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Half the UK now under suspicion

The Metro newspaper in London is reporting that if you see anyone carrying more than one mobile phone, you might well be a terrorist.

People should report anyone suspicious who owns more than one mobile phone, a counter-terrorism campaign launched on Tuesday is urging.

All well and good.

However, an increasing amount of people are carrying two handsets — one for work, one for personal — particularly given the fact that no one handset does ‘everything’.

I generally don’t leave the house with less than three handsets.

Goodness knows what that will make me in the eyes of the Great Unwashed British Public.

I’ve got visions of being backed into a corner in some tube station by a horde of growling normobs, whilst I yell, with no small amount of pleading, ‘THEY’RE ON CONTRACT, THEY’RE ON CONTRACT!’

You see, the campaign points to the fact that bad people often carry lots of anonymous pay-as-you-go handsets:

One poster says: ‘Terrorists need communications. They often collect and use many anonymous pay-as-you-go phones, as well as swapping Sim cards and handsets.’

So, when you’re out and about with your N95 and your iPhone, beware the newly suspicious normobs.

(Thanks for the link Mark)

By Ewan

Ewan is Founder and Editor of Mobile Industry Review. He writes about a wide variety of industry issues and is usually active on Twitter most days. You can read more about him or reach him with these details.

13 replies on “Half the UK now under suspicion”

I’ve got a dozen old phones, more PAYT SIMs than I know what to do with, AND I have a tan.

The Police say ‘Terrorists will not succeed if suspicious activity is reported to the police.’

I say ‘Terrorists will not succeed if people refuse to be terrorised.’

This just isn’t true… and it’s what happens when you rely on a free paper for commentary on issues beyond what colour pants Jordan wears.

Take a look at the actual Met police request and the poster being referred to. They *do not* say ‘2 phones’ anywhere. That’s the Metro’s invention.

It says “Have you seen someone with large quantities of mobile phones? Has it made you suspicious?” 2 is not a large quantity and I’m not suspicious of Ewan’s 10 phones because I know he works in the industry. It then says “information received is thoroughly analysed and researched before, and if, any police action is taken.” so, no, police will not drag your mum off to a secret prison camp because she has a spare SIM card.

It’s may not a great advert – much of the criticism may be valid – and the value of public tip-offs is probably only really known by the security service, but let’s not swallow the rubbish the gutter press invents and comment on the actual request.

Ben Smith’s last blog post..Excellent delivery notification / re-scheduling by SMS

I read 1984 when i was a teenager and was really impressed but never thought it would happen
but now we have cctv, dna database’s beiing pushed ID cards and the police pushing people into informing on strangers in the street etc – hey he’s got a beard a back pack he’s brown he’s got two phones terroist !!

crazy
in the 60’s people would have been marching but we dont seem to care

mark’s last blog post..Empty Space playlist for 19th February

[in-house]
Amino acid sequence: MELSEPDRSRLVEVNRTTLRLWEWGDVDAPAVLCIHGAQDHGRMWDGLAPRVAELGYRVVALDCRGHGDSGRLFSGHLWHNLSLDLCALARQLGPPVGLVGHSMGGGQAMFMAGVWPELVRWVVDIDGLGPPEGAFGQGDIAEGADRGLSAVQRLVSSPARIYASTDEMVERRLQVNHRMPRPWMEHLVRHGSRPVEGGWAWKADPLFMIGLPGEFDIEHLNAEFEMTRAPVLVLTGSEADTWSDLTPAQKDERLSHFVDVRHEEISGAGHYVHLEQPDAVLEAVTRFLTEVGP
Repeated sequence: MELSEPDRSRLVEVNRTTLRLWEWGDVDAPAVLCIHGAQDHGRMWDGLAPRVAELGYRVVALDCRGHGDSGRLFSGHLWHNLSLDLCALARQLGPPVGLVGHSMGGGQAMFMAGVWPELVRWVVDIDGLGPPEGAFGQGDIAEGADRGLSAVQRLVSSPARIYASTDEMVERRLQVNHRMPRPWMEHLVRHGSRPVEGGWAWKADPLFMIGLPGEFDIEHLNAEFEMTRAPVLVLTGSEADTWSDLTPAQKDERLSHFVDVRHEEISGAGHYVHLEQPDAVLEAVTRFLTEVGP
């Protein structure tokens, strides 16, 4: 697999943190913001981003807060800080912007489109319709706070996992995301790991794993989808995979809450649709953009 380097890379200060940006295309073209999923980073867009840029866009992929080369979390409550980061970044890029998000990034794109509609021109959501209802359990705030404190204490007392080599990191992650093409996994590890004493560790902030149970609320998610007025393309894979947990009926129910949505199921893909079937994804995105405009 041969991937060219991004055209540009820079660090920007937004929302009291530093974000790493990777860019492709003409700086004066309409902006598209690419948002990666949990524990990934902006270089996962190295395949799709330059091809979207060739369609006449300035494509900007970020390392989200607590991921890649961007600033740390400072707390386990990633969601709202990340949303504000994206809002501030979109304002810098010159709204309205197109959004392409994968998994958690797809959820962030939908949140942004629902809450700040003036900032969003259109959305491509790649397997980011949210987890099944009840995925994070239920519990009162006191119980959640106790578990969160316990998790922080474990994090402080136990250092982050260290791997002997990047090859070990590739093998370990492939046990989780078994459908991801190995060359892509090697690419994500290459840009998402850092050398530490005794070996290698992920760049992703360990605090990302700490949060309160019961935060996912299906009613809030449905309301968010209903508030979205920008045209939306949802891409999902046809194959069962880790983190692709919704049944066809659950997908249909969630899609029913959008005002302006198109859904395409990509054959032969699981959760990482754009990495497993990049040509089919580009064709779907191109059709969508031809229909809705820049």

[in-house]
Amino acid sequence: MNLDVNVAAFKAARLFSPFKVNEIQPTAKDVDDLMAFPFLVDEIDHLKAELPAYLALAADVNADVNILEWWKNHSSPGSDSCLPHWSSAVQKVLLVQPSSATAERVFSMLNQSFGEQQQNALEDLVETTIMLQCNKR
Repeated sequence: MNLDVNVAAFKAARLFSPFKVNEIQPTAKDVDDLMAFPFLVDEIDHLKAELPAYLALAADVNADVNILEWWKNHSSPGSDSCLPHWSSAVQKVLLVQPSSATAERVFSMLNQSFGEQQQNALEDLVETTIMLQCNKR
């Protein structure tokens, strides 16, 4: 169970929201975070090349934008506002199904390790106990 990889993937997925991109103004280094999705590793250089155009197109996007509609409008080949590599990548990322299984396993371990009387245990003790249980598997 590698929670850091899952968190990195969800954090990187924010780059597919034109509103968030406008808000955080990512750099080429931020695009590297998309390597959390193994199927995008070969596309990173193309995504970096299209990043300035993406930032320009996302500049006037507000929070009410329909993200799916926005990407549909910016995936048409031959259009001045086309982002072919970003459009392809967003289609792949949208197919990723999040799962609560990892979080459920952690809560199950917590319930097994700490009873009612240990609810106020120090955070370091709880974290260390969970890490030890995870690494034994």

@Terence: Spot on. But that thinking doesn’t do anything for the share price of military industrial complex firms. Or for the ease of repealing centuries-old hard-won liberties.

@Ben: What are you smoking? 😉 You actually *expect* Metro to report it like it is? Of course they knew that it would be contentious. I’d expect nothing less from an ‘Immigrant builders BBQ’d my dog while working on my villa in Torremolinos’ Daily Mail group rag.

Seriously, well done for bringing reality into the discussion.

/m

A few stats to go along with this suspicion.

There are 6.6 billion people on the planet. There are 3.3 billion subscriptions of which 2.6 billion are unique users. This means 700 million subscriptions are duplicate or triplicates.

In the United States, there are 301 million people. There are 255 million subscriptions of which 219 million are unique users. This means, in the United States, 36 million subscriptions are at least duplicate.

People carry more then one handset for a number of reasons, including the business executive for business and pleasure, the modest to low income user who has multiple plans to get the best rates on international or evening/weekend rates, and the newly employed not wanting to use the geeky phone their employer gives them. Not to mention those looking for one for music.

Just for the record – the source for all this paranoia is the latest ‘anti-terrorist’ campaign by the Metropolitan Police. I arrived in my office this morning to find a full size poster stuck to my cupboard with the inscription, ‘You’re rumbled Body!”

Check out http://www.met.police.uk/campaigns/campaign_ct_2008.htm

The mobile phone poster is one of three in the set – the others deal with dodgy geezers with cameras and unusual activity around residential properties.

So if you are the sort of guy who has multiple camera phones who likes parties in the early hours of the morning – then you are in for an interesting month or so.

Is this a clear case of discrimination against Mobile Geeks?

When I was going through security at Stansted a few weeks ago my coat, which had two phones in, was selected for searching. I was asked – completely seriously – to explain why I had two phones.

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